# The blackboards of Rushmore

In the movie Rushmore
some blackboards with math appear. Lets look at them: 1) The first blackboard deals with the derivation of the formula d/dx f(x) for the square root function f(x)= x ^{1/2}. We have seen that. Multiply both sides with f(x+h)+f(x) to get
f(x+h)-f(x) = (f(x+h)^{2} - f(x)^{2})/(f(x+h)+f(x) = h/(f(x+h)+f(x). Therefore
[f(x+h)-f(x)]/h is equal to 1/[f(x+h) + f(x)] which goes to 1/(2 f(x)) in the limit h to zero. 2) The side blackboard shows an Extra credit problem. Displayed is the ellipse x ^{2}/a^{2} + y^{2}/b^{2} = 1.
The problem is to show that A = int__{-a}^{a} (y_{+} - y_{-}) dx= pi a b.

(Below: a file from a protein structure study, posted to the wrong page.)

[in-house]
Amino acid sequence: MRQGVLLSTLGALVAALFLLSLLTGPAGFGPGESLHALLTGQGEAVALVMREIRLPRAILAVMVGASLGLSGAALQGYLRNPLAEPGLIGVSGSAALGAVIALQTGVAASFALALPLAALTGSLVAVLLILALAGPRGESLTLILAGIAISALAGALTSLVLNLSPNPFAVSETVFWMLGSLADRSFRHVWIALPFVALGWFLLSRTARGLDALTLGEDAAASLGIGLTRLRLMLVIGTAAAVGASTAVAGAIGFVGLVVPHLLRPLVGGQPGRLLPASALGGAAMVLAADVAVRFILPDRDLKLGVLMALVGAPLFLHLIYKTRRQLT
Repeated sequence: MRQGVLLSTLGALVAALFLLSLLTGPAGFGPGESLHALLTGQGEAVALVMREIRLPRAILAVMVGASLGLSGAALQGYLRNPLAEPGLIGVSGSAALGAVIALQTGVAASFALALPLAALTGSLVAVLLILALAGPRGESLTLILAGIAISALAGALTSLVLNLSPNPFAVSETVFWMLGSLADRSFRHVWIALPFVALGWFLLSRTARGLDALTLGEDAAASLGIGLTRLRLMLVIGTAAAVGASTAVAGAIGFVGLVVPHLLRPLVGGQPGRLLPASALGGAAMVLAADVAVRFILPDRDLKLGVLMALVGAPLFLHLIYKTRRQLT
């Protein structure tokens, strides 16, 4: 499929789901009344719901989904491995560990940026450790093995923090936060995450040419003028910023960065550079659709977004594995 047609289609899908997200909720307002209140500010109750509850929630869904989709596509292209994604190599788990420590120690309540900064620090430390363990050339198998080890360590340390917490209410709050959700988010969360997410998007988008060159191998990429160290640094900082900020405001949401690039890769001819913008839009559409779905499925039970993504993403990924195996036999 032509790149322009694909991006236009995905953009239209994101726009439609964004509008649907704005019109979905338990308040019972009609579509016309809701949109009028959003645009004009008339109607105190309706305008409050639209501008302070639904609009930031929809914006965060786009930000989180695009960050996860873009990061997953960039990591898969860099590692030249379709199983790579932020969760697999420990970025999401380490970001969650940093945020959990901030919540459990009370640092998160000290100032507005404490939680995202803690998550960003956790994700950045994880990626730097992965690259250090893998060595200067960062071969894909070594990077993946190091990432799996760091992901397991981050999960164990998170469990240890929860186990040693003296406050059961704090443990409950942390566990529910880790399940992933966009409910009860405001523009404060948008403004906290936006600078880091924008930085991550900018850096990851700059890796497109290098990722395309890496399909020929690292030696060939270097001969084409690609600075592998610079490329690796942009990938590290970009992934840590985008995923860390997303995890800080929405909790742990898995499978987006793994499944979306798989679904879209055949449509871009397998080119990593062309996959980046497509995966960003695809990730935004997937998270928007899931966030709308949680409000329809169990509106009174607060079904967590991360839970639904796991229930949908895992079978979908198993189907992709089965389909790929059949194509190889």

[That this is the hardest problem in geometry is of course a joke. The scene is a day dream in a comedy.
It can be done easiest with a change of variable reducing it to the circle. In multivariable calculus
it is done in polar coordinates or using Greens theorem. In single variable calculus it is a prototype
of a problem for trig substitution and this is how it is done on the next blackboards. ] 3) Max Fischer first writes y = (b/a) (a ^{2} - x^{2})^{1/2} and then
integrates is from -a to a. He substitutes x=a sin(u) to get the integral of b a cos^{2}(t) from
0 to pi/2. He then uses the double angle formula cos^{2}(t) = [1+cos(2t)]/2 to get the area
4 a b int_{0}^{pi/2} (1/2+cos(2t)/2) dt = pi a b. |